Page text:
I hope you and your family have a safe and wonderful holiday. ~ Mimi
When my son was fifteen he did something stupid. Not criminal, not earth-shattering, just knuckle-head-not-thinking stupid. His dad, my ex-husband, gave him the usual “Atta boy, don't do that again” talk, the school got their three days without his smart mouth and I was left with the what-am-I-gonna-do-with-this-child? nightmare invading my dreams.
“Yeah, I know Mom.”
He started to walk away.
Although I vowed never to give the think of all the starving children speech to my child (I broke that rule many times), this time I went for the jugular. Mine was bulging. “What were you THINKING?! Do you think you can just go through life handling things this way? Do you know how privileged you are? (yeah Mom) Do you understand that there are kids in this world who would love to have your life? (yeah Mom) Why are you choosing to mess things up for yourself? Do you know that you can't play sports now? (yeah Mom) Are you listening to me?! If you don't get your act together young man you're going to end up somewhere you don't want to be and I'm not bailing you out. Do you hear me? (yeah Mom) You have no idea how close you came to getting in serious trouble today, do you? Do you? Well, DO you?? (a surly yeah Mom....See, I told you, listen to the smart mouth.) What you do right now in school will determine your future. And now you have a bad mark on your academic record and a three-day suspension before high school. You are out of control!”
“So ground me,” said the smart mouth.
“No. I will not ground you.”
“Just think of it as Mama's jail.”
'Think of all the starving children' just got real.
In the middle of the second week he started to actually get up before I did. “Hurry up, Mom. We have to get going.” (Oh great, I thought. He's met a pretty girl at the homeless shelter. That's the only reason he would get up at five am. My plan has backfired. Drats!)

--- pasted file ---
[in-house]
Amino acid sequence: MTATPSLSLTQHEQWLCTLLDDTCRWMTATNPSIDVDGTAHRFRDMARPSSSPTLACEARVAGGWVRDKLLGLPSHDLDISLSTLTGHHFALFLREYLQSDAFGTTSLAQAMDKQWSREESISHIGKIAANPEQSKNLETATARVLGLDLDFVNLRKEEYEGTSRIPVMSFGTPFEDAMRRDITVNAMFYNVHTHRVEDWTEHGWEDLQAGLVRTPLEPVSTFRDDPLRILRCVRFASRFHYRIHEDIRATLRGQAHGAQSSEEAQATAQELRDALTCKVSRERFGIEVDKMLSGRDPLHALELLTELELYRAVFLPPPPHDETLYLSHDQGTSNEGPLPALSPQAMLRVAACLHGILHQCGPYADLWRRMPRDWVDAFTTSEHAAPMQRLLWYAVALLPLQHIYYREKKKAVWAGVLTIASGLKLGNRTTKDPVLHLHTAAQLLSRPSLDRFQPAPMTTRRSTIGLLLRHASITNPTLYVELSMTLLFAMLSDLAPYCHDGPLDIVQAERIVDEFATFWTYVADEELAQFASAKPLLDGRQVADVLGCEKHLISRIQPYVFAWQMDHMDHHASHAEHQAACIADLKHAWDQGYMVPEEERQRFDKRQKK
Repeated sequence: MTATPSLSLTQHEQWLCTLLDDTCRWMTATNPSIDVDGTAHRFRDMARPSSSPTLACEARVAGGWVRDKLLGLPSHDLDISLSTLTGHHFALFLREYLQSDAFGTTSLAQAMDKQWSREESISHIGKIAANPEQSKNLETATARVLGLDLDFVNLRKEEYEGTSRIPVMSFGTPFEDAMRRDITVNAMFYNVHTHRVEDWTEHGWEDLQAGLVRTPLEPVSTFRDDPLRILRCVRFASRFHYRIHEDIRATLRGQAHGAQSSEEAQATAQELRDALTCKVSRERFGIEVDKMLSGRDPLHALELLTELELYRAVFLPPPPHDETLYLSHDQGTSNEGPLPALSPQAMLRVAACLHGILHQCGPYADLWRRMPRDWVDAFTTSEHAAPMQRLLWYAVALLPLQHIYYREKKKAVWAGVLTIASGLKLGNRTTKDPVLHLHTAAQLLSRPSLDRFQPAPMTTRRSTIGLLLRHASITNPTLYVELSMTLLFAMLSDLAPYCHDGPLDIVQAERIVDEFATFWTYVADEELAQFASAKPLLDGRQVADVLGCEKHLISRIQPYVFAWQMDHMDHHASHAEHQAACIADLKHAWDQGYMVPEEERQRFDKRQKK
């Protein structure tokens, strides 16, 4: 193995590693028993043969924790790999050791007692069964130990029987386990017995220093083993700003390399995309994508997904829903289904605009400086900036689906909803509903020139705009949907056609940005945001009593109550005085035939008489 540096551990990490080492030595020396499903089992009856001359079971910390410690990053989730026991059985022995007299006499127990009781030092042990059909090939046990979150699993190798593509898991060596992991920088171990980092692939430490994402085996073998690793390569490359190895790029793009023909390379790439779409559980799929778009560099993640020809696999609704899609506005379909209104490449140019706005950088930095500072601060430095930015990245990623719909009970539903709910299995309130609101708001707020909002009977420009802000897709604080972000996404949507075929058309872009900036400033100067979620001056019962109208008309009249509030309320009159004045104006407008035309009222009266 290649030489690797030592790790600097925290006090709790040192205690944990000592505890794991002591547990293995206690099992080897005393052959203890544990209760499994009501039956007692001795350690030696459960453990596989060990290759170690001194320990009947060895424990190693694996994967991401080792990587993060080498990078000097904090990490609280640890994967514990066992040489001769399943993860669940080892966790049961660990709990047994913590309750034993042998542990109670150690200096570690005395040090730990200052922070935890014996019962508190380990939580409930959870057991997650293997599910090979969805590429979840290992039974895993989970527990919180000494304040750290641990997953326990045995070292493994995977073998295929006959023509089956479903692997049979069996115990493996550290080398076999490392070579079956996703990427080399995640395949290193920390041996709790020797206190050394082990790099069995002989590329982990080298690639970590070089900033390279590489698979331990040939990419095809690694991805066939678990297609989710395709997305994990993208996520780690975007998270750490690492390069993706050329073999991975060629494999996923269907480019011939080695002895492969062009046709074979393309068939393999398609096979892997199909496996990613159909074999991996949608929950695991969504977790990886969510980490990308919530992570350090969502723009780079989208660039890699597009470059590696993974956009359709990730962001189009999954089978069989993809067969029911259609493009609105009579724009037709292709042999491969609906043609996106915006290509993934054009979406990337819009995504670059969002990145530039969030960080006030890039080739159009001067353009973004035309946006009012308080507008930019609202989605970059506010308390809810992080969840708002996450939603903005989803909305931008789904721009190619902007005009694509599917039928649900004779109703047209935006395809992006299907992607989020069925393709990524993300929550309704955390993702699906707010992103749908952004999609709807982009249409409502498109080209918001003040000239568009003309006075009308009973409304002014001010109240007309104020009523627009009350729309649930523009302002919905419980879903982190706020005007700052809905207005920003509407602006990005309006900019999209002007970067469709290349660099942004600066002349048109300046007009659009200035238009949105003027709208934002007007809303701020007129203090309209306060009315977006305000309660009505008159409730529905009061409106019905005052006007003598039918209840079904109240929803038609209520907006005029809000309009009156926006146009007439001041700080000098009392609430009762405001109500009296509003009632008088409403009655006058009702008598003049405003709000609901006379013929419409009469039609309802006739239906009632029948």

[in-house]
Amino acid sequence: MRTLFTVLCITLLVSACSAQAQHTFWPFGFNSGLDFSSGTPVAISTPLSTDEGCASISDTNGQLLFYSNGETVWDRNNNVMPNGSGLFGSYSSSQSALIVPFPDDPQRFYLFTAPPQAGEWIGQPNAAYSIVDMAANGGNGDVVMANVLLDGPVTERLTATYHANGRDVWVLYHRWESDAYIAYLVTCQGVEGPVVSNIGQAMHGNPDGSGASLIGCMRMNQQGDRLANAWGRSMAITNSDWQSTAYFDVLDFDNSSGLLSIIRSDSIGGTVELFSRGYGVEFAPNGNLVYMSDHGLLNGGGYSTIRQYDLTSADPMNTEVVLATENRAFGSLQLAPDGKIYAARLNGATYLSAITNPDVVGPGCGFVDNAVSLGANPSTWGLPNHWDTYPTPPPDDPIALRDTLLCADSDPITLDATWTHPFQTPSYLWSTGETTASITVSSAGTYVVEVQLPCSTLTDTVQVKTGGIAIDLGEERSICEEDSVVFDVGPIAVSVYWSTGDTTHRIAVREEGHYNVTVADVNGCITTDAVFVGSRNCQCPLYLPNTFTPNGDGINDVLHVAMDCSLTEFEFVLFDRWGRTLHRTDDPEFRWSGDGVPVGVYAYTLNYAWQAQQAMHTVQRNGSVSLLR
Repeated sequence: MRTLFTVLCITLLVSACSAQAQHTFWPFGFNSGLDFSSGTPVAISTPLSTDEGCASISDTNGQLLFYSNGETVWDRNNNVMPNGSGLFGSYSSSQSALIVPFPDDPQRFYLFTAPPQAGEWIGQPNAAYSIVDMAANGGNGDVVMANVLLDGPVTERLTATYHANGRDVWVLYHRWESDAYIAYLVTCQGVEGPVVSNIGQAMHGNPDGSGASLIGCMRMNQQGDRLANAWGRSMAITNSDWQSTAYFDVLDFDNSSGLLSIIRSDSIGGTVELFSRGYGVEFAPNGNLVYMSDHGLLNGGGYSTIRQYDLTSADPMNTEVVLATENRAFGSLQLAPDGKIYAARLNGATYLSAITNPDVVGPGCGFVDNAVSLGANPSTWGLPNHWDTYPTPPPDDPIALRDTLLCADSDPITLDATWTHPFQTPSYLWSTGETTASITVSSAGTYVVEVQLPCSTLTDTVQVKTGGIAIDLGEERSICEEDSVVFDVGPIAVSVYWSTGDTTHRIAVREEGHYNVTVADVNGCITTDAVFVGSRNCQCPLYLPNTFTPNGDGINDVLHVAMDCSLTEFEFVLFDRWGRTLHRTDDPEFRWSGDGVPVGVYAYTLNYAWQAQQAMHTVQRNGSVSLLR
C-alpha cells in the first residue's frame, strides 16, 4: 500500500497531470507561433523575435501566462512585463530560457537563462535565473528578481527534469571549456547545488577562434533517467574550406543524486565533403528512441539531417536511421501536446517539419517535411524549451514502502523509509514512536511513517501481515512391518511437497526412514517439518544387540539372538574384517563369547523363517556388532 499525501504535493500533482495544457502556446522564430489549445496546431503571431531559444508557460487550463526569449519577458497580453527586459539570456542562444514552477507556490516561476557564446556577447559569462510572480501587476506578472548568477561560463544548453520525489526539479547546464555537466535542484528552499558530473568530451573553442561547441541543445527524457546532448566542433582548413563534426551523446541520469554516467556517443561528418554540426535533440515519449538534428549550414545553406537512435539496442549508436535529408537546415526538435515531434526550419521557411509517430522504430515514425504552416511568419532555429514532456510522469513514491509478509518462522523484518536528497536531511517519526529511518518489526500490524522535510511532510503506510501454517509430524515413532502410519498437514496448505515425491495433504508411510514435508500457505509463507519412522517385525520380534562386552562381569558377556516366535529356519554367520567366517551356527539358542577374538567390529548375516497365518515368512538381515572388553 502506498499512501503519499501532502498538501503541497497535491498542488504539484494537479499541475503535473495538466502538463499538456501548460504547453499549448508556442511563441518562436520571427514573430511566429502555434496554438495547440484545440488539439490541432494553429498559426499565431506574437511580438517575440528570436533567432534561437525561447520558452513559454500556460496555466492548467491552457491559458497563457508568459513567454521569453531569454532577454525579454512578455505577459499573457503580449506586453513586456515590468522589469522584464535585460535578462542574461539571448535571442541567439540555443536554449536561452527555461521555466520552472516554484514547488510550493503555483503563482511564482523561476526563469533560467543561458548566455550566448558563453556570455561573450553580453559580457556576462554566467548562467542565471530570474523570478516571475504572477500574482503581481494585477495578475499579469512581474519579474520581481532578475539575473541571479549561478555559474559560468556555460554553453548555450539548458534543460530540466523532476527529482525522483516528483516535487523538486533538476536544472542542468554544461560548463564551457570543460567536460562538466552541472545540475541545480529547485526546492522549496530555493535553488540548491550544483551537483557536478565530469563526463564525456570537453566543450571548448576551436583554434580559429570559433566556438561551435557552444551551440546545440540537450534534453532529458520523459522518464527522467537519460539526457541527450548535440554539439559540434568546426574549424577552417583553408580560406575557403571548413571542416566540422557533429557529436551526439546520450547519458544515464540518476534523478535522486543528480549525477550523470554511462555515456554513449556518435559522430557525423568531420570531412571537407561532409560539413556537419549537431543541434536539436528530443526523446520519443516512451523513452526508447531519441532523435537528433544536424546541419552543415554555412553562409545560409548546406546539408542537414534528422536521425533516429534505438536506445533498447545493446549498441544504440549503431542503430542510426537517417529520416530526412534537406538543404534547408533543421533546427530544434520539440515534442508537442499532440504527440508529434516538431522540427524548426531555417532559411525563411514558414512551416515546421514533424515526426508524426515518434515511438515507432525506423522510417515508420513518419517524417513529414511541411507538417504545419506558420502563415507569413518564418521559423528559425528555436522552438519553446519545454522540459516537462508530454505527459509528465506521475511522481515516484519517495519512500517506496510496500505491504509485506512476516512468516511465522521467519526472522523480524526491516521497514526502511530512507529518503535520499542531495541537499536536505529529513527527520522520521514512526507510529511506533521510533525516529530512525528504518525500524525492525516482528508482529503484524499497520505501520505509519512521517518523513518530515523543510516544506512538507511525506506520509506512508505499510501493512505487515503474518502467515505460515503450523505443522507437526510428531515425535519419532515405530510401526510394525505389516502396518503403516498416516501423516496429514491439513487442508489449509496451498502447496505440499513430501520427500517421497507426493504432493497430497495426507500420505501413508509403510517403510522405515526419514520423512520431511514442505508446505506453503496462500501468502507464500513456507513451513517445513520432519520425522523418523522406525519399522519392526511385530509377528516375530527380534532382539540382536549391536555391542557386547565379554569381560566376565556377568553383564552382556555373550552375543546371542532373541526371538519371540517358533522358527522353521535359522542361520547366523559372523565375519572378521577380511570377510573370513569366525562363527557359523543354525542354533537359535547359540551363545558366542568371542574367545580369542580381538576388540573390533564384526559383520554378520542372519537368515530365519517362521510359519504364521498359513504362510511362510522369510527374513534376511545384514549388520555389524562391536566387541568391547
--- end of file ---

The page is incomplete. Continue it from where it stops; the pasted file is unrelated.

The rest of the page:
All I knew was that somehow the corn and pintos and no-extra-dessert-for-you rule would magically translate into a light-bulb moment for him. Osmosis maybe? I just knew this was the right thing to do but I didn't know how or why.
My boy had just served lunch. There was pie for dessert that day.
He was dirty. Shaky.
No teeth. Scraggly. Scary. Smelly.
Pork 'n beans, wax beans, any beans. Didn't matter. Please feed my child. My little girl is hungry.
I was so moved that summer. Apparently, I needed a reality check too. But that was not the point. Was it?
But I was proud.
We finished our tour of shelter duty as promised and school started again in the fall.
That was twenty-one years ago.
Did he straighten-up-and-fly-right from that moment on? No.
Were there more nightmare dreams for me through the teenage years? Yes.
But I have to believe that it shaped his understanding of the world a bit and through all his troubles and challenges in life that most certainly came later, I did see – and continue to see – a great compassion develop in him for people in need.
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